Picture the scene. A damp and cold winter’s day. A muddy pitch somewhere on the Isle of Wight; perhaps at Wroxall where the home side are playing a works team from the aircraft builders Saunders Roe. Twenty-two sodden footballers kicking one of those old T-balls, heavy with dubbin and mud. By half time it resembles a huge Christmas pudding, of the kind Lord Snooty and his pals ate every week in the Beano.
A burly full-back takes a mighty kick. The ball travels downfield into the Saunders Roe half, where it takes a series of bumps and bounces as it skids across the surface water. The match ends and this 1920’s game is soon forgotten.
But did the memory of that heavy ball skipping across the wet surface strike a chord many years later in the memory of one of the young Saunders Roe players? Could that have helped the player, by then the eminent Professor Barnes Wallis, perfect his famous Dambuster bouncing bomb? Who knows, but it’s an interesting thought to start our look back on 100 years of football on the Island.
Prof. Wallis did work for Saunders Roe and local legend has it he did play in the Island League – and who am I to mess about with a little bit of local folklore, especially when it’s as good as that?
The Island League started 100 years ago when the founder members of what was to become the Isle of Wight Football Association met at Warbertons (now Calverts) Hotels, Sea Street, Newport. This was September 1898 and they laid down the ground rules for a league that was to grow out of all recognition. Certainly few, if any of the 13 members that were present could have visualised what would become of their embryonic league.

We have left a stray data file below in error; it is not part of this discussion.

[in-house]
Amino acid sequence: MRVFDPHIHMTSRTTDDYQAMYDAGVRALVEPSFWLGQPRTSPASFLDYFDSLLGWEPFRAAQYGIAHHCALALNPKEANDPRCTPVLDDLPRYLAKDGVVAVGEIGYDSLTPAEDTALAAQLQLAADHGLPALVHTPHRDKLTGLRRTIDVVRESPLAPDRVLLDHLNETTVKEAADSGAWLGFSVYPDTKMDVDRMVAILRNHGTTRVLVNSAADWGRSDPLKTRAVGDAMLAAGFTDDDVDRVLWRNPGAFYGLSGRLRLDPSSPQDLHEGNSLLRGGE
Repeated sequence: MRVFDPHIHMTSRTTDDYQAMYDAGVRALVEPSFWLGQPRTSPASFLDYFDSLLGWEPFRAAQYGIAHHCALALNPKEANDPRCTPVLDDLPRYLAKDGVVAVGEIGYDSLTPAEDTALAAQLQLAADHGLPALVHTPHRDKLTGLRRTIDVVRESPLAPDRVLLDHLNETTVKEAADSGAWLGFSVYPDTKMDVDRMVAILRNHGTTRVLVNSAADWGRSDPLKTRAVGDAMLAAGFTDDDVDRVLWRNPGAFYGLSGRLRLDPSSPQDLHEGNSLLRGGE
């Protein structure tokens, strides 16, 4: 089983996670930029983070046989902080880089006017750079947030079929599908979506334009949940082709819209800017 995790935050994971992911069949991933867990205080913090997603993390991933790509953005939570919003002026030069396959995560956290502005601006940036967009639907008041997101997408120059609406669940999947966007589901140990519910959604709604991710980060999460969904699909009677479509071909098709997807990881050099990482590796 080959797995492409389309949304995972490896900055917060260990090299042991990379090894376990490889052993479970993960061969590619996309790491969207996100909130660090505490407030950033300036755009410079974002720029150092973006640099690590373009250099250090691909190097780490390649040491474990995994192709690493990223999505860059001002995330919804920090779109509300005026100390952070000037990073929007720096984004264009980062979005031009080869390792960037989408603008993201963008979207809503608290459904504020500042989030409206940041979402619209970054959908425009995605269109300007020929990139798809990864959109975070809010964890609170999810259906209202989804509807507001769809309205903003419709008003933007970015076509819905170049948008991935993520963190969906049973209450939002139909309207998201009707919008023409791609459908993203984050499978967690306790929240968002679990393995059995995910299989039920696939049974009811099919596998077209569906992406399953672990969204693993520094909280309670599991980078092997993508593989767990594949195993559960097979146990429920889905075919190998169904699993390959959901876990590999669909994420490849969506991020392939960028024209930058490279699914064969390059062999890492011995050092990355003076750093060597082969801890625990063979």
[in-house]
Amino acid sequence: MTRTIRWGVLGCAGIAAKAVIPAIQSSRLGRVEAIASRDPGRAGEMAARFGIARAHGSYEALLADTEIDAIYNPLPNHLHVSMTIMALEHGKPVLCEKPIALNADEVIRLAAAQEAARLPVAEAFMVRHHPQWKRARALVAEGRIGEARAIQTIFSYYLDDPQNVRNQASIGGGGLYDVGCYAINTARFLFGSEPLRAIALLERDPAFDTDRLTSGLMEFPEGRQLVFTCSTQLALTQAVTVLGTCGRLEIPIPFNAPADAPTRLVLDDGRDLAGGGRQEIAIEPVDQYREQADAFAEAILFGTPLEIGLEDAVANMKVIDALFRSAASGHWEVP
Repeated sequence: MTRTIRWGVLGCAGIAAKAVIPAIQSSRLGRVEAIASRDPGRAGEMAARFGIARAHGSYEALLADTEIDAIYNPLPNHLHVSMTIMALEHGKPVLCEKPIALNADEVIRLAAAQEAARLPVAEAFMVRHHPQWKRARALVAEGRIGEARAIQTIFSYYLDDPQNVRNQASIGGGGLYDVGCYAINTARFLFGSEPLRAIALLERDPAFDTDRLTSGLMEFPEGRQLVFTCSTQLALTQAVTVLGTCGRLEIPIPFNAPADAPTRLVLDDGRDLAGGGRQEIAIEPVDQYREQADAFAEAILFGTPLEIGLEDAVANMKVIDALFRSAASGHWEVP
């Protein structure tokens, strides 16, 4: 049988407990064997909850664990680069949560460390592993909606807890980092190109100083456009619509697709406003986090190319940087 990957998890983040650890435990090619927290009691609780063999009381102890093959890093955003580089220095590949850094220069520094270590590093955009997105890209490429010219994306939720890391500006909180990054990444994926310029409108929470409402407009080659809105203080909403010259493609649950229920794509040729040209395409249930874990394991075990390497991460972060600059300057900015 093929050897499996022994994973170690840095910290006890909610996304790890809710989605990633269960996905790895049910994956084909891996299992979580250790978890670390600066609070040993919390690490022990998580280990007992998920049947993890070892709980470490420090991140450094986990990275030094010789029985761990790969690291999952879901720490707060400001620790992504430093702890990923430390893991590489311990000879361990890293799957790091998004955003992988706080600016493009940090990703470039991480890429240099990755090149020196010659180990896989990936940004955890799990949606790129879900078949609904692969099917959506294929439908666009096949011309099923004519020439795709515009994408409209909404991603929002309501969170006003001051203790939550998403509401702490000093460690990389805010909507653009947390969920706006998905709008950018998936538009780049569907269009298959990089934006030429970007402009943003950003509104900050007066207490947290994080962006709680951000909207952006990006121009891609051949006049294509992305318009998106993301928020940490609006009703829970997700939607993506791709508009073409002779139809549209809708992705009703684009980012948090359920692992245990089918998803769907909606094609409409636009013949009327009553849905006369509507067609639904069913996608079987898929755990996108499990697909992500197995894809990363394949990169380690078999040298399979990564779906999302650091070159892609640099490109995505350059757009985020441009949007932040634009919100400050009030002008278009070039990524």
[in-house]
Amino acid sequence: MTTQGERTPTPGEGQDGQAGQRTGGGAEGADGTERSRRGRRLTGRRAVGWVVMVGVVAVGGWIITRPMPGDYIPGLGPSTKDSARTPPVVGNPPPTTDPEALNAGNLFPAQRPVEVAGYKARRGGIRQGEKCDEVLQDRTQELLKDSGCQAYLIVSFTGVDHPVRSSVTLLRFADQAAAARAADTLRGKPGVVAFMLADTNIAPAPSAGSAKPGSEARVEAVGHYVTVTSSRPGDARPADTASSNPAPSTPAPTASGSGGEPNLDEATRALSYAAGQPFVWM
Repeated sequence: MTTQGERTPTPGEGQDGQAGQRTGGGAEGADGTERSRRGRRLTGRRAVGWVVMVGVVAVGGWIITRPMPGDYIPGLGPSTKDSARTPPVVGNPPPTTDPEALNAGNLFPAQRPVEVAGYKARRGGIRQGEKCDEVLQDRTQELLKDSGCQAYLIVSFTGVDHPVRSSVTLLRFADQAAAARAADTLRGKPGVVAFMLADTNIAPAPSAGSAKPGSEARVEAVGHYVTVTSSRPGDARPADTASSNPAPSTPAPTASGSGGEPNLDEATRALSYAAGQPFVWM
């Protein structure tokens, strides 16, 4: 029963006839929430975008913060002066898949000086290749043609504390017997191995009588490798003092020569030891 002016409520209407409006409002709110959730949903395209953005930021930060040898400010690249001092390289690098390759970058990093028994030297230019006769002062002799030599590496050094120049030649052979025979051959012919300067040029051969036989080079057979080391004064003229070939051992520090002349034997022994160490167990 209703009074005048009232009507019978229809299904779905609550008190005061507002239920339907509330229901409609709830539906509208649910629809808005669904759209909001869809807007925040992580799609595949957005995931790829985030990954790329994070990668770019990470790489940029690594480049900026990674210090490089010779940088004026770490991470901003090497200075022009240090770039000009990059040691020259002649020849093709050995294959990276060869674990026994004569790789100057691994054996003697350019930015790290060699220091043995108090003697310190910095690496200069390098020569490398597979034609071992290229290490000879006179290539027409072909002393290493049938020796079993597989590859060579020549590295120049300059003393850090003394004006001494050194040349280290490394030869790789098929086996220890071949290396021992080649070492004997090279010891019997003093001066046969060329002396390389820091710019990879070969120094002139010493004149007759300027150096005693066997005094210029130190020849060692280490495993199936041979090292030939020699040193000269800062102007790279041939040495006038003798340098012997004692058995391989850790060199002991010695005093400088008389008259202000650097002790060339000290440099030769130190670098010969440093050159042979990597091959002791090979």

They started with just I7 teams playing in two divisions. 100 years and some 500 teams later, there are 70 sides competing in five divisions. As well as their league fixtures, local teams are involved in 12 cup competitions. Some 40 teams play in the Sunday League competing in six cup competitions. Island teams play in the Hampshire, Wessex and Southern leagues and local football is a vibrant active part of weekend activities. But all this was but a distant dream when that inaugural meeting took place.
The recognized date when officially-sanctioned league football began on the Island, was September 3, 1898, however we must not forget that long before this organized football was played locally on an ad hoc league basis. In the Cowes area it was run by I.W. Football Executive and controlled by Cowes F.C., then playing in the old Southern League. There was a similar situation in the Ryde area.
There the Ryde and District League was run from the home of Ryde Sports at Partlands. This league eventually disbanded, but the title-trophy is still played for annually as the Ryde and District Cup.
The newly-formed Island League kicked off on Saturday, October 17, 1898. Of those original 17 teams, four are still playing today. The founding four are East Cowes Vics (who were to become the first champions), Newport, Bembridge and Ventnor. At this time, Cowes, Ryde and Sandown (Bay) were playing in the Southern League.
By the start of 1905-6 season, a further four teams had joined. Division 2 was split into East and West sections, with a title play-off game determined the championship. The 1912-13 season brought about a mid-week league. This was for the players who worked on Saturday afternoons and was played on a Wednesday or Thursday afternoon, depending on the early-closing day.